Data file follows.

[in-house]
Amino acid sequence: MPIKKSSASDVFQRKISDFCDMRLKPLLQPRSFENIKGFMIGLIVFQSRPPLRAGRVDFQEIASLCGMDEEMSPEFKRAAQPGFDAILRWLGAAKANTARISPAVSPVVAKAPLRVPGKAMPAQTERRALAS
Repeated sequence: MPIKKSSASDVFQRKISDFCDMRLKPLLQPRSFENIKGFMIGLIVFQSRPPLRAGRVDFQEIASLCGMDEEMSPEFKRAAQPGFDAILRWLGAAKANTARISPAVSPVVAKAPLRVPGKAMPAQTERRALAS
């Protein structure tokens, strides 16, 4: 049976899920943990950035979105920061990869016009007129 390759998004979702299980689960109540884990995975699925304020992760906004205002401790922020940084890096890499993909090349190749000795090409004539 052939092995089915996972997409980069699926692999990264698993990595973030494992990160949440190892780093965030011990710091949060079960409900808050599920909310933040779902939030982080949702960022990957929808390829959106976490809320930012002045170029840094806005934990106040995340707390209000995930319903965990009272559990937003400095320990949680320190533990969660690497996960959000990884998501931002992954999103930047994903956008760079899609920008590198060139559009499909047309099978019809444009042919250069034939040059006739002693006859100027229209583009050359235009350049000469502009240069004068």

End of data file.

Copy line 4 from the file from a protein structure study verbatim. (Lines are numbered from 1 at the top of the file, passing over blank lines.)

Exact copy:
């Protein structure tokens, strides 16, 4: 049976899920943990950035979105920061990869016009007129 390759998004979702299980689960109540884990995975699925304020992760906004205002401790922020940084890096890499993909090349190749000795090409004539 052939092995089915996972997409980069699926692999990264698993990595973030494992990160949440190892780093965030011990710091949060079960409900808050599920909310933040779902939030982080949702960022990957929808390829959106976490809320930012002045170029840094806005934990106040995340707390209000995930319903965990009272559990937003400095320990949680320190533990969660690497996960959000990884998501931002992954999103930047994903956008760079899609920008590198060139559009499909047309099978019809444009042919250069034939040059006739002693006859100027229209583009050359235009350049000469502009240069004068």